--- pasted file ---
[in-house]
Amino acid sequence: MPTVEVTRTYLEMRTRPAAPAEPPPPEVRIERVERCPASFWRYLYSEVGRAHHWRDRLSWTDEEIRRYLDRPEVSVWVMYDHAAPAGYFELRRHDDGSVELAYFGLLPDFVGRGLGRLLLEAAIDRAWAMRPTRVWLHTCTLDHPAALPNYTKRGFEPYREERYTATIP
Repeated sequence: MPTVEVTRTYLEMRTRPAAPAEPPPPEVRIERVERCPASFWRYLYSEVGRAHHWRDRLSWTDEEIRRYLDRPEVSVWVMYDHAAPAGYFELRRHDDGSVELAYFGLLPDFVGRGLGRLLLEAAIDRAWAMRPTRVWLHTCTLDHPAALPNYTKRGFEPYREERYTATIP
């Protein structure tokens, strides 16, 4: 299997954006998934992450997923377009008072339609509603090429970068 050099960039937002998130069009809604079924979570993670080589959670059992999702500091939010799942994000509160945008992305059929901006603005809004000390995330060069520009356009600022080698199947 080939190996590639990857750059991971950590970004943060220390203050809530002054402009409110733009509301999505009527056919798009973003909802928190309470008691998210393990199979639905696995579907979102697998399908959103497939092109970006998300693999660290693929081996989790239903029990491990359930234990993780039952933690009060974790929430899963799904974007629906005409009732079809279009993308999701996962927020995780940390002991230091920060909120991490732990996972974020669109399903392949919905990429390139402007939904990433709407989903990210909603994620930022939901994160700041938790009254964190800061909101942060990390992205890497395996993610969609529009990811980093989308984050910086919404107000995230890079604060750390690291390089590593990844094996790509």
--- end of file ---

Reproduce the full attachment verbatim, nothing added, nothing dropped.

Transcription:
[in-house]
Amino acid sequence: MPTVEVTRTYLEMRTRPAAPAEPPPPEVRIERVERCPASFWRYLYSEVGRAHHWRDRLSWTDEEIRRYLDRPEVSVWVMYDHAAPAGYFELRRHDDGSVELAYFGLLPDFVGRGLGRLLLEAAIDRAWAMRPTRVWLHTCTLDHPAALPNYTKRGFEPYREERYTATIP
Repeated sequence: MPTVEVTRTYLEMRTRPAAPAEPPPPEVRIERVERCPASFWRYLYSEVGRAHHWRDRLSWTDEEIRRYLDRPEVSVWVMYDHAAPAGYFELRRHDDGSVELAYFGLLPDFVGRGLGRLLLEAAIDRAWAMRPTRVWLHTCTLDHPAALPNYTKRGFEPYREERYTATIP
């Protein structure tokens, strides 16, 4: 299997954006998934992450997923377009008072339609509603090429970068 050099960039937002998130069009809604079924979570993670080589959670059992999702500091939010799942994000509160945008992305059929901006603005809004000390995330060069520009356009600022080698199947 080939190996590639990857750059991971950590970004943060220390203050809530002054402009409110733009509301999505009527056919798009973003909802928190309470008691998210393990199979639905696995579907979102697998399908959103497939092109970006998300693999660290693929081996989790239903029990491990359930234990993780039952933690009060974790929430899963799904974007629906005409009732079809279009993308999701996962927020995780940390002991230091920060909120991490732990996972974020669109399903392949919905990429390139402007939904990433709407989903990210909603994620930022939901994160700041938790009254964190800061909101942060990390992205890497395996993610969609529009990811980093989308984050910086919404107000995230890079604060750390690291390089590593990844094996790509």